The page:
Fraud by charities worth millions is going undetected

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Indy Politics

The government's spending watchdog has warned that failure to grant full access to the accounts of private and voluntary bodies that spend billions of pounds of taxpayers' money every year leaves the door open to fraud.

The government's spending watchdog has warned that failure to grant full access to the accounts of private and voluntary bodies that spend billions of pounds of taxpayers' money every year leaves the door open to fraud.

But in a Commons debate today, the Treasury will defy a demand from Sir John Bourn, head of the National Audit Office, for an automatic right to open the books of non-government bodies. Ministers have also been accused of behaving in a "constitutionally improper" way by David Davis, chairman of the powerful Public Accounts Committee.

The row will come to a head today as the National Audit Office highlights the case of the Focus Housing Association in the West Midlands where a £1.6m fraud remained undetected for four years. An audit office investigation was delayed by six months because it had to negotiate the right to step in.

The problem has worsened in the past few years as a growing proportion of government funds has been spent by such organisations. These include the Housing Corporation, which spends more than £1bn a year on social housing, and private contractors building hospitals and prisons, as well as a vast range of voluntary bodies that receive government grants. Public Finance Initiatives already in the pipeline are also due to take £75bn from the public purse.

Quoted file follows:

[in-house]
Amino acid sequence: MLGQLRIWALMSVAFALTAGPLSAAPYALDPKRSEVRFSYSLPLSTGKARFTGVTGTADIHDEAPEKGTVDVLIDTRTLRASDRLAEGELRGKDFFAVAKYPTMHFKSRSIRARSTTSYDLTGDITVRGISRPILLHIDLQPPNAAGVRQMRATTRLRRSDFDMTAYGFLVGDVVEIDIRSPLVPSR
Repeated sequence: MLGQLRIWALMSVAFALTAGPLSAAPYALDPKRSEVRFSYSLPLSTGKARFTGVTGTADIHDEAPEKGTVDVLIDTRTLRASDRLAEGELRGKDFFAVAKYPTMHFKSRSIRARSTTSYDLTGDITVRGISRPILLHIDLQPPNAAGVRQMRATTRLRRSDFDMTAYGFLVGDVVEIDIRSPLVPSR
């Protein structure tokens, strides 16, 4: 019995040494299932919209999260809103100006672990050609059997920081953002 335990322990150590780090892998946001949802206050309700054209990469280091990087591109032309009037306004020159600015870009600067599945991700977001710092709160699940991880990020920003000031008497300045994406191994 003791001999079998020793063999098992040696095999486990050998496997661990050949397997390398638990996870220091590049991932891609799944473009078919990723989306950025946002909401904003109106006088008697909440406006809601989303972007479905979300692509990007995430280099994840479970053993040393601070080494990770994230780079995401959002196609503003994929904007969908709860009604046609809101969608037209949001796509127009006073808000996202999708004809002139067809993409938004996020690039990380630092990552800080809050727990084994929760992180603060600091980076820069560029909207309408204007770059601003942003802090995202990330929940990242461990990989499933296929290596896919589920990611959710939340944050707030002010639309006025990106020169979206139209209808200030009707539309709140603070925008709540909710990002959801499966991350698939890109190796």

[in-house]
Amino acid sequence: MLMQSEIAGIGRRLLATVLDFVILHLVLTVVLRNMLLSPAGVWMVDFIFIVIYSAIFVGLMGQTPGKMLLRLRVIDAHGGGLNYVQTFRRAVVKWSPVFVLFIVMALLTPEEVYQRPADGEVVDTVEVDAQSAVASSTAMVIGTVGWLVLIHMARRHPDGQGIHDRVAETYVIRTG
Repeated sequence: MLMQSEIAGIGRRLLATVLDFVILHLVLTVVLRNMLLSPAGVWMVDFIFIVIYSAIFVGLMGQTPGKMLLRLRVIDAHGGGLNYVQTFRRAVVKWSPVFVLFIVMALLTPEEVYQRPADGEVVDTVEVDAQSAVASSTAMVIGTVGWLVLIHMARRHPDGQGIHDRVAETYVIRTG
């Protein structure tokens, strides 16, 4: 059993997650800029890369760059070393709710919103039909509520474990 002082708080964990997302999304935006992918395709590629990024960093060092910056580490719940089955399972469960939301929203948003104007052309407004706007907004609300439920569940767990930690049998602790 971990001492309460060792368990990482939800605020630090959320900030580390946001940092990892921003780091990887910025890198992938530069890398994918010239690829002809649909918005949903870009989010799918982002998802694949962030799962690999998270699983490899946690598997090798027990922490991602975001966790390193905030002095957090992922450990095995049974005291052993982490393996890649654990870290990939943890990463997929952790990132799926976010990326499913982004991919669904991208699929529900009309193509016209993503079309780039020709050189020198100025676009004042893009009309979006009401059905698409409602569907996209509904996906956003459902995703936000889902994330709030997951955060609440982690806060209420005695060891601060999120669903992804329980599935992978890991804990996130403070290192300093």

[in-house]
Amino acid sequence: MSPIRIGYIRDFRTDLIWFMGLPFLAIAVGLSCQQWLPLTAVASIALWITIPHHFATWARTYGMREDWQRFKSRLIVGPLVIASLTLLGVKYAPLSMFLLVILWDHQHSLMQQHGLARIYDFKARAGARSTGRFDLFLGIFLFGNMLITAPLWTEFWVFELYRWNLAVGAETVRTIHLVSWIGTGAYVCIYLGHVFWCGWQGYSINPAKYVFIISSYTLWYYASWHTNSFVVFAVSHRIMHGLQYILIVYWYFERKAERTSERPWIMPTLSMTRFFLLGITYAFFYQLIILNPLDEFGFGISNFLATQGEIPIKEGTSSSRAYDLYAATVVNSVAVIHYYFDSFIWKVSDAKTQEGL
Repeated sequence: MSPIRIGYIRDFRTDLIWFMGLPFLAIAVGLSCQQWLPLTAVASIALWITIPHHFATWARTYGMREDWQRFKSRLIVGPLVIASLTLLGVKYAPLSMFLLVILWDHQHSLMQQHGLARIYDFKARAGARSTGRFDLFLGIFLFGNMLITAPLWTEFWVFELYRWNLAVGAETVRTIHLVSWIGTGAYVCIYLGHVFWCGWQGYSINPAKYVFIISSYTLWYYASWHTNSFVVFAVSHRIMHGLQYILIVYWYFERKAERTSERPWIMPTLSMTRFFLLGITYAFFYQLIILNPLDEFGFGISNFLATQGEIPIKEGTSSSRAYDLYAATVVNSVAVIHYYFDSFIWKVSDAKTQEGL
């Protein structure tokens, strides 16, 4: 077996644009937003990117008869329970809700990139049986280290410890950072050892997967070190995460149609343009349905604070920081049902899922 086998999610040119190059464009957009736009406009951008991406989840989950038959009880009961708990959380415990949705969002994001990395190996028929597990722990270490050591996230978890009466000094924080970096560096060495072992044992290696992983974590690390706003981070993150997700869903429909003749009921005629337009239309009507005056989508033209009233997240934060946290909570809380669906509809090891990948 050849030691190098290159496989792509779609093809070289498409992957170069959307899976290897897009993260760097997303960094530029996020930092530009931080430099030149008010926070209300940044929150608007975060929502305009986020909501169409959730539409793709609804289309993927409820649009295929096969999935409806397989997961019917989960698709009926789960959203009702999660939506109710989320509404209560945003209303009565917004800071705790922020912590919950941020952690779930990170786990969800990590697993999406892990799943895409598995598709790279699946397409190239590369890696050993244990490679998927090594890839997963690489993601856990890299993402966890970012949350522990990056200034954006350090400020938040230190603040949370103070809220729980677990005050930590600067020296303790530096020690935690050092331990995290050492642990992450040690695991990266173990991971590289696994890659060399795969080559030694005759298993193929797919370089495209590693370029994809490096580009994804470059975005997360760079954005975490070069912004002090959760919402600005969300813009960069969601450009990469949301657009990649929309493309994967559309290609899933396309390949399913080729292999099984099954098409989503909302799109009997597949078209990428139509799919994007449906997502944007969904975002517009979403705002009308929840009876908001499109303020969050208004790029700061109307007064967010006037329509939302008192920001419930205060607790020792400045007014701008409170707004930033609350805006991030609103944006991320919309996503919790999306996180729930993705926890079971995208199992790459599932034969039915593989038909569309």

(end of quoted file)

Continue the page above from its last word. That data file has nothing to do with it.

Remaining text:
While the spending watchdog does not want the right to track public money "down to the paper clips", as one source put it, he believes it should be allowed to inspect any books that the Government can see, though access to the most sensitive projects could be denied.

Two employees from the Focus Housing Association were jailed in April this year along with a Birmingham property dealer who admitted offering them bribes in return for inflated prices on properties they bought from him.

Focus had paid £1.1m more than the market price for 50 houses costing a total of £1.8m while a further £500,000 was lost on maintenance work that cost far more than the market rate.

Treasury ministers will propose a compromise today after its defeat during debates on the Resources and Accounting Bill in the Lords last week.

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